The sermon lifted us. It was a
prophetic voice announcing
that the Power which made the
world has not deserted it, is still
workmg in it. It made us feel that
we ought to lift our eyes and be
active, lest these great and far-
reachmg changes come to pass
without ^ our recognizing them.
I advise all preachers these days
to preach a positive faith. To put
aside any s-ermons that criticize
people or discourage them, and
hope^ courage and
Men need this now. If the church
can provide it, the church will make
(Copyright, K. F. S.)
8:00 p. m.—Evening worship.]
(2nd and 4th Sundays)
2:30 p. m.—Preaching servict
Rev. Fraink Bloxham, Rector
St. Agnes, Franklin
(Sunday, N'ovember 8)
11:00 a. m.—Morning prayer !
(Sunday, Niovember 8)
10:00 a. m.—Church school
4:00 p. m.—Evensong and sern
(Thursdialy, November 12)
7 :30 p. m.—Bible class in '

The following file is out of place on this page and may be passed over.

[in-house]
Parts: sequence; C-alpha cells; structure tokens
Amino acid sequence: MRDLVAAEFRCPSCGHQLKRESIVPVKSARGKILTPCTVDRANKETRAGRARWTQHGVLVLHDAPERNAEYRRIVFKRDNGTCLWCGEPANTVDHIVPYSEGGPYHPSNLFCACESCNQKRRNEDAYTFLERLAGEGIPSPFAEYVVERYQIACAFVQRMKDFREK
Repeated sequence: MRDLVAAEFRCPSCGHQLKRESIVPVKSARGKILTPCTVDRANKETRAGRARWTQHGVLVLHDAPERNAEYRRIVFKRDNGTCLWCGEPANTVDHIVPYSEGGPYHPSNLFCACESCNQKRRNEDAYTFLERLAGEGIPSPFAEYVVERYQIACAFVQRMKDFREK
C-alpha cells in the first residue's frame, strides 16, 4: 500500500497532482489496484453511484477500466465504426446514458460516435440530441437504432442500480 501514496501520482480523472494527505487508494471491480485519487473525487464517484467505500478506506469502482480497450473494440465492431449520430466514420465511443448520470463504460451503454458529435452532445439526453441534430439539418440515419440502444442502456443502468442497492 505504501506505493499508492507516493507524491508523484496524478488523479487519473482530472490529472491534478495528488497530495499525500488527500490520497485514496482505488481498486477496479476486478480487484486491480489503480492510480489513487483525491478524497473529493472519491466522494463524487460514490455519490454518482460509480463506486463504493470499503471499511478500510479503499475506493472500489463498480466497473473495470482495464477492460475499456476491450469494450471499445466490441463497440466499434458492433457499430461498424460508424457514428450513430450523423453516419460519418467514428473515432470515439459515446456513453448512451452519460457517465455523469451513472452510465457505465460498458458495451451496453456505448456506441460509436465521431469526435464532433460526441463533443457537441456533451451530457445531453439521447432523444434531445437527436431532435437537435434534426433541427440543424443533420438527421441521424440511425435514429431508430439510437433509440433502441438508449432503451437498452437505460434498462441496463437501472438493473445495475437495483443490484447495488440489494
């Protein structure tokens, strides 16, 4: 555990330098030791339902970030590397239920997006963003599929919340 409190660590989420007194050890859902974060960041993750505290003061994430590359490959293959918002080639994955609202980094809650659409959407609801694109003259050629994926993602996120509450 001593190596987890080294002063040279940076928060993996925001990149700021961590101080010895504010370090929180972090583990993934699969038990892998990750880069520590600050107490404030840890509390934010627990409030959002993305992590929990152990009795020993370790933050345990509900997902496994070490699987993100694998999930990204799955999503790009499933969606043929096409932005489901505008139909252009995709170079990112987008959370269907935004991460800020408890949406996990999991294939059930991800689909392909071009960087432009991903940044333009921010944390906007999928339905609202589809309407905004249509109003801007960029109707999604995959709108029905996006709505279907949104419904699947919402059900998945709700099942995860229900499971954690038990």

11.00 a. m.—Morning worship,
p. m. Epwiorth League
9:45 a. m.—Sunday school.
11:00 a. m.~Morning wots
7:00 p. m.—B. T. U.
8 :00 p. m.—Evening worship.
7:30 p. m.—Mid-week prayer
Rev. J. A. Flanagan, PasWr
10:00 a. m.—Sunday school,
Lancaster, superintendent j
11:00 a. m.—Preaching sen«
7:30 p. m.-Christian tnr"
Morrison Chapel ,
2:30 p. m.—Sunday school,
ant McClure, superintendent
Rev. Howard V. Lane, a®
(1st and 3rd Sundays) |
5:00 p. m.-Sunday school
Americal Legion Hall.
7:30 p. m.-Devotions and sen"
in Legion Hall.
(2nd and 4th Sundays)
8 :00 a. m.—Mass will oe ■ ,
the Legion Hall.
, RECOGNIZE HAWAIIAN BA'
Association oi rnc , (
Hawaii have been
rights which stat®
Having qualified as a ni
of J. M. Mize decease^.,
Macon county, d®
notify all persons _y“(jecea!
against the estate o
to exhibit them to }
on or before the ,4
[vember, 1937, or tus ,jfy,
plead in,'t.ar of thei^^,^
persons indebted to
please make imnie ^^i,er, !■
This 5th day of JJo J istrs
LELA WILSON, Ad«‘